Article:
Telecommunications companies in China are turning to the ocean floor for new growth and profit opportunities, a recent article on China Daily reports.
The green light for exporting homemade information technology products has been given by the industry watchdog.
As a result, deals are being made to lay transcontinental undersea cables by Huawei Technologies Co. Ltd., as well as other State-owned carriers.
Huawei have joined forces with UK-based Global Marine Systems Ltd., to create Huawei Marine Networks Co. Ltd.
In October, the joint venture announced they would be undergoing a project to connect Cameroon in Africa to Brazil in South America with a 6,000km cable. The project is set to be completed by 2017.
The company is currently in the process of laying cable on the seafloor of the Atlantic which has the ability to transmit 32TB of data per second.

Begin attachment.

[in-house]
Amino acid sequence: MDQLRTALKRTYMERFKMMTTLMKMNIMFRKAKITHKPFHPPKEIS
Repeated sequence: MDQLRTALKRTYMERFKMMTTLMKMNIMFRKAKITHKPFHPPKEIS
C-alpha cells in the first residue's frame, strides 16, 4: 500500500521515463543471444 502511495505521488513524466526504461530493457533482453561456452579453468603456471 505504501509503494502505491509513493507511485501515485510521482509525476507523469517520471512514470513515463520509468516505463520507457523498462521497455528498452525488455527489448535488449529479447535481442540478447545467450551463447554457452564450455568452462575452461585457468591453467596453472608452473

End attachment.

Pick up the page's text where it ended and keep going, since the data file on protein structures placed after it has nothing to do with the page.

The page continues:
While the firm is implementing a self-developed technique to decrease the costs of construction, it is estimated that the cost for lying undersea cables can be more than $200,000 per kilometre. Extra costs can be incurred by the burying of cables.
Over the next year, China's plan is to develop an infrastructure to help East African economies. The company's Cameroon-Brazil project fits into this government project.
"The government is increasing investment in Africa, which gives Chinese IT companies bigger options to land deals," CEO of Chinese server maker Inspur Technologies Co. Ltd., Sun Pishu, said.
In 2018, a project named New Cross Pacific is planned to become operational. China Unicom and China Telecommunications Corp. are among the carriers which have agreed to join forces with firms across the globe.
The project aims to connect China, South Korea and Japan with the United States by building a 13,000km fiber-optic cable on the floor of the Pacific.